This is just an example of something that causes tantrums. The point is, discuss your expectations ahead of time and you are greatly decreasing the odds of a tantrum.

6. Distract with laughter

If you are paying attention and are even halfway cognizant of the fact that your child is nearing the sleepy/hungry/meltdown stage and a tantrum is imminent, act fast and make him laugh. You can't do this once the tantrum begins because that would be giving positive affection and attention during a tantrum, which only reinforces the undesirable behaviour. However, if you see it coming, and you get him to giggle ahead of time, this will often be enough to avoid the incoming meltdown.

7. Reward good behaviour

This one doesn't help in the moment, but it's critical over all to make sure you're rewarding desirable behaviour as often as you possibly can. This doesn't mean giving toys or candy or screen time. And it doesn’t mean bribing.

It means giving your child what he fundamentally craves and needs - affection from you. A high-five, a big smile, a hug, a verbal acknowledgment of what he did that you liked. When your child is being adorable and well-behaved, you are going to actively decrease tantrums by acknowledging that you are happy with the choices he is making in the moment.

8. While in progress, don't give any attention

This is another one that in the moment, won't prevent a tantrum and it won't immediately bring it to a grinding halt either. However, if you do this consistently it will reduce the overall frequency and length of tantrums. Here's what you do:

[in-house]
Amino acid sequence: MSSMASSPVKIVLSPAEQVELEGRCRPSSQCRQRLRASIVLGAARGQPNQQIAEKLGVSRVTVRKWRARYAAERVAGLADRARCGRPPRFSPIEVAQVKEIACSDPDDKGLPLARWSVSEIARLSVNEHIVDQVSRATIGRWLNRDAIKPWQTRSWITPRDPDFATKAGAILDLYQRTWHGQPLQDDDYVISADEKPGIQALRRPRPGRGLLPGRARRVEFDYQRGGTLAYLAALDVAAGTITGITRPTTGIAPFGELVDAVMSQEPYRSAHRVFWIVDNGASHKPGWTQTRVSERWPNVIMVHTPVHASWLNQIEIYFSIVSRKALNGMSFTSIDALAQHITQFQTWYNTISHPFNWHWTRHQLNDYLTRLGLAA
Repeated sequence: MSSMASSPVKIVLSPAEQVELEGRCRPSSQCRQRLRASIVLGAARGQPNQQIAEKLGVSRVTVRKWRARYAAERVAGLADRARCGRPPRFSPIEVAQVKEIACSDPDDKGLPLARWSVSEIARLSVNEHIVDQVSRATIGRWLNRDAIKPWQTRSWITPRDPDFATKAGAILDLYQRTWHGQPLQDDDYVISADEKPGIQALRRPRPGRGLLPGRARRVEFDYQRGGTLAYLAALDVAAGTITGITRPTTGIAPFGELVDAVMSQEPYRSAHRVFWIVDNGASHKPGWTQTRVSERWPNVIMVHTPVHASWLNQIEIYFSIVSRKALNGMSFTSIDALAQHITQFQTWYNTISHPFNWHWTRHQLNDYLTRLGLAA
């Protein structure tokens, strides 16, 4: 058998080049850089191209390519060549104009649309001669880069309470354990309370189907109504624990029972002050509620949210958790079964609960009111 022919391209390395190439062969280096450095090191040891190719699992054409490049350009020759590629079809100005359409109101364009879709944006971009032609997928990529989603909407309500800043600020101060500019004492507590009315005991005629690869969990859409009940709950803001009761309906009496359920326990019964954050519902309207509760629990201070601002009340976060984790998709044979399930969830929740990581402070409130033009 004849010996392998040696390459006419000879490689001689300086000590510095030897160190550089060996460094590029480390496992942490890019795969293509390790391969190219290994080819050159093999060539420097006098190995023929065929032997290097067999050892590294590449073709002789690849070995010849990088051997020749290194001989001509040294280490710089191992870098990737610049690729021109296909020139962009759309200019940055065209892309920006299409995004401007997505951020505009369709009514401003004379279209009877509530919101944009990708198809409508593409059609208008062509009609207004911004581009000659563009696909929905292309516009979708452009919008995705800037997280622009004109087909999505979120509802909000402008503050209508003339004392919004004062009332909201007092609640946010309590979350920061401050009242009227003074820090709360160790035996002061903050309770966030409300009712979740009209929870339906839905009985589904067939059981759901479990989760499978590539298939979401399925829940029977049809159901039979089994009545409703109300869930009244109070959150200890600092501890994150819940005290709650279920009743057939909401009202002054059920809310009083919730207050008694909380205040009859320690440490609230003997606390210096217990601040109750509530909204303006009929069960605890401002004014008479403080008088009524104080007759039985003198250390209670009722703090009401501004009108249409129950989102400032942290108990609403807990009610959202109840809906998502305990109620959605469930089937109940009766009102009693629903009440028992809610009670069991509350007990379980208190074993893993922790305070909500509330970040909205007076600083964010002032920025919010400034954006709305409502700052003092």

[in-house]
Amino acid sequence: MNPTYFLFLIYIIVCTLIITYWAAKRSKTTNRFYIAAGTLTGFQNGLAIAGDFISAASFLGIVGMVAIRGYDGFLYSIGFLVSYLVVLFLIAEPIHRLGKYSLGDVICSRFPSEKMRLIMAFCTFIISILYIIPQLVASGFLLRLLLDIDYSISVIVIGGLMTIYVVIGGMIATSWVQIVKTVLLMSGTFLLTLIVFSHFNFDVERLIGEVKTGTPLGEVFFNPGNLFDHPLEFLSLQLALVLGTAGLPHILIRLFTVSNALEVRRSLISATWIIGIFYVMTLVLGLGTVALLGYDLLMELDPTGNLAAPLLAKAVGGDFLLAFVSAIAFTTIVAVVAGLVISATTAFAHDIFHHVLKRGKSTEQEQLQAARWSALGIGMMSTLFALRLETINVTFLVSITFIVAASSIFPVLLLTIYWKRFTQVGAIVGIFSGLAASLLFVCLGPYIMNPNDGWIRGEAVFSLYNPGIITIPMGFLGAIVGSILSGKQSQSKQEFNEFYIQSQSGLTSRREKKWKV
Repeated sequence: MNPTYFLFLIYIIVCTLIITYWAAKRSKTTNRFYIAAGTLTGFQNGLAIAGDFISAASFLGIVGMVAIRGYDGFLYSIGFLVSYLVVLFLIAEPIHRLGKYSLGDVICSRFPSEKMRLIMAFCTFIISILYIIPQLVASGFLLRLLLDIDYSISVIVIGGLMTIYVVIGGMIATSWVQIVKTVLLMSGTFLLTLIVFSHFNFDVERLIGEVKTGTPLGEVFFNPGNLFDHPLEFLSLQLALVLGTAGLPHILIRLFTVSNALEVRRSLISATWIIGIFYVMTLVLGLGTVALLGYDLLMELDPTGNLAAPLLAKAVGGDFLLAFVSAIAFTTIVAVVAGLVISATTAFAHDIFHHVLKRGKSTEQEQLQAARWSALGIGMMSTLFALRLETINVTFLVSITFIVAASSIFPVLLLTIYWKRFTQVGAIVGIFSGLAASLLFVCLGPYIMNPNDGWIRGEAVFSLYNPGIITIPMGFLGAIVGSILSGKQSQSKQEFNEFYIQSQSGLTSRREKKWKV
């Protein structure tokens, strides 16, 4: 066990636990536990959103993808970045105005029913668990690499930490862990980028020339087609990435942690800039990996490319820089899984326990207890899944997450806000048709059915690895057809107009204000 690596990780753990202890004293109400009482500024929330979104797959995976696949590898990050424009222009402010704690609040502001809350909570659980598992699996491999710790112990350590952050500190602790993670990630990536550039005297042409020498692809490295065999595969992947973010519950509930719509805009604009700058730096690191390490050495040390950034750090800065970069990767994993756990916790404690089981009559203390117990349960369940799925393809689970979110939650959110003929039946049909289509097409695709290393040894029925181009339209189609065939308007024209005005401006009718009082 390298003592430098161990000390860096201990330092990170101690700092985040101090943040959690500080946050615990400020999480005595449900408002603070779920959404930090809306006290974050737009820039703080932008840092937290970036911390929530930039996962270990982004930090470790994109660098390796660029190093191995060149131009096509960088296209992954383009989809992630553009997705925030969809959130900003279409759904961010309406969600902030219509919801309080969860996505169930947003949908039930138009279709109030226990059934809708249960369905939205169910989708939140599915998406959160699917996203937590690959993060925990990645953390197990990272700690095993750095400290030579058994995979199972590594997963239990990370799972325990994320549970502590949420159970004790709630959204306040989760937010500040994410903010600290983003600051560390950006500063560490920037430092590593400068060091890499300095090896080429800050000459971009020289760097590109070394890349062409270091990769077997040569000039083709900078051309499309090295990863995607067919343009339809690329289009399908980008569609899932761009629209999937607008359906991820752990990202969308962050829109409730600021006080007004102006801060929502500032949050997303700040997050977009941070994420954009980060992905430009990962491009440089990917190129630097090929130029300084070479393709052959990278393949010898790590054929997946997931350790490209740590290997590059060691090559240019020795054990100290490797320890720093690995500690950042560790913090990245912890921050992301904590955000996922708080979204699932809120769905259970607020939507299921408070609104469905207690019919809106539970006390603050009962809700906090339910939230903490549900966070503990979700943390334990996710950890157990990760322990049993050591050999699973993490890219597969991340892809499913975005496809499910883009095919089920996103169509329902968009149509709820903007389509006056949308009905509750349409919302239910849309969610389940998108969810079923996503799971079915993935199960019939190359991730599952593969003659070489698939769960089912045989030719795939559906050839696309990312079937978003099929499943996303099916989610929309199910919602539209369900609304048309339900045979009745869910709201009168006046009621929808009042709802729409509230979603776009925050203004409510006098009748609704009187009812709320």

Nothing. Don’t do anything! You literally step over the screaming child and keep doing whatever you were doing before. Email your cousin, fold laundry, ask your spouse how things went when he was at his dentist, etc. Give absolutely no emotional attention to the screaming child. Unless your screaming child is doing something to physically put himself in danger of course. But that is a different level of throwing a fit.

Your child may throw regular tantrums like running of the mill, screaming loud, kicking feet, crying, snot bubbles happening, throwing himself dramatically on the floor, standing at your legs, jumping up and down, or stamping his feet. Don't get upset and frustrated with him. You can just be present, let him feel upset, and wait for him to calm down. Stay calm, indifferent, neutral and ignore the tantrum.

The more you talk, try to use reason and logic, the worse the tantrum gets. There is simply no reason to be talking during a tantrum, with hardly an exception.

9. Make sure your child gets the night-time sleep and naps he needs

There's a correlation between your child getting enough sleep and his behaviour. You'll be surprised to see a positive shift in your child's behaviour after sleep training him using the 'Back to Basics Parenting' method.

When to see a doctor

Not getting enough sleep at night and napping well during the day is much more likely to make your child to throw a fit. If you notice that your child isn't sleeping well or is not getting enough sleep, you can visit a sleep consultant who can walk you through the steps to get your child on a healthy sleep schedule.

Moreover, if your child's temper tantrums are becoming more frequent and haven't stopped by around the age of four, or your child is in danger of hurting him or others, it's best to seek help from your child's doctor.

The Bottom Line

Sometimes children get so overwhelmed with their new independence that they get overstimulated and melt down. Remember, tantrums are not a sign of bad parenting; they're an essential part of your child's developmental stage. Through tantrums your child will learn to deal with his negative emotions.

Also, make sure to praise your child for getting it right. If you notice that he stays calm in a situation that would normally have triggered a tantrum, tell him that he did a good job of controlling his temper. Even when you discipline your baby, be sure to let him know that you love him no matter what. Positive comments will help boost his self-esteem.